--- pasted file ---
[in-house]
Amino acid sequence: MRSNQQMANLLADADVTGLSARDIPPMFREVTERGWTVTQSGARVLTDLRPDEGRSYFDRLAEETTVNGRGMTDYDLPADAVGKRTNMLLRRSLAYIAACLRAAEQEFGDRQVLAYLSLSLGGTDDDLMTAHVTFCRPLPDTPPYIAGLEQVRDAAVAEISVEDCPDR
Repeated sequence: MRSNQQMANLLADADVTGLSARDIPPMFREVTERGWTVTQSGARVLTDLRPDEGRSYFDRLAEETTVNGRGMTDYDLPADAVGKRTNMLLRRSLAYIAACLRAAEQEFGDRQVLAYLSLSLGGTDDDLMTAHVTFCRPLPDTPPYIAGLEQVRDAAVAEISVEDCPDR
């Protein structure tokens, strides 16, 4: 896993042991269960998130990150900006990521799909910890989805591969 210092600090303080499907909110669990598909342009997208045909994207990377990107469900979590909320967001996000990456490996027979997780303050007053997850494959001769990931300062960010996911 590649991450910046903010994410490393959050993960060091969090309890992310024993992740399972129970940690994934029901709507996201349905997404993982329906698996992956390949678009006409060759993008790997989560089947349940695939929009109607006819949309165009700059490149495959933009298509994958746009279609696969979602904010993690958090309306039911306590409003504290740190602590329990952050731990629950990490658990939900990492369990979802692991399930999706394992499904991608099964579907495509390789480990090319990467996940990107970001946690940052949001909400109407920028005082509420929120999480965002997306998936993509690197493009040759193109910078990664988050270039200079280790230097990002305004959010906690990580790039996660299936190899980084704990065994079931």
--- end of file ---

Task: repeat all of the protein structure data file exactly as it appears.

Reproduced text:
[in-house]
Amino acid sequence: MRSNQQMANLLADADVTGLSARDIPPMFREVTERGWTVTQSGARVLTDLRPDEGRSYFDRLAEETTVNGRGMTDYDLPADAVGKRTNMLLRRSLAYIAACLRAAEQEFGDRQVLAYLSLSLGGTDDDLMTAHVTFCRPLPDTPPYIAGLEQVRDAAVAEISVEDCPDR
Repeated sequence: MRSNQQMANLLADADVTGLSARDIPPMFREVTERGWTVTQSGARVLTDLRPDEGRSYFDRLAEETTVNGRGMTDYDLPADAVGKRTNMLLRRSLAYIAACLRAAEQEFGDRQVLAYLSLSLGGTDDDLMTAHVTFCRPLPDTPPYIAGLEQVRDAAVAEISVEDCPDR
């Protein structure tokens, strides 16, 4: 896993042991269960998130990150900006990521799909910890989805591969 210092600090303080499907909110669990598909342009997208045909994207990377990107469900979590909320967001996000990456490996027979997780303050007053997850494959001769990931300062960010996911 590649991450910046903010994410490393959050993960060091969090309890992310024993992740399972129970940690994934029901709507996201349905997404993982329906698996992956390949678009006409060759993008790997989560089947349940695939929009109607006819949309165009700059490149495959933009298509994958746009279609696969979602904010993690958090309306039911306590409003504290740190602590329990952050731990629950990490658990939900990492369990979802692991399930999706394992499904991608099964579907495509390789480990090319990467996940990107970001946690940052949001909400109407920028005082509420929120999480965002997306998936993509690197493009040759193109910078990664988050270039200079280790230097990002305004959010906690990580790039996660299936190899980084704990065994079931």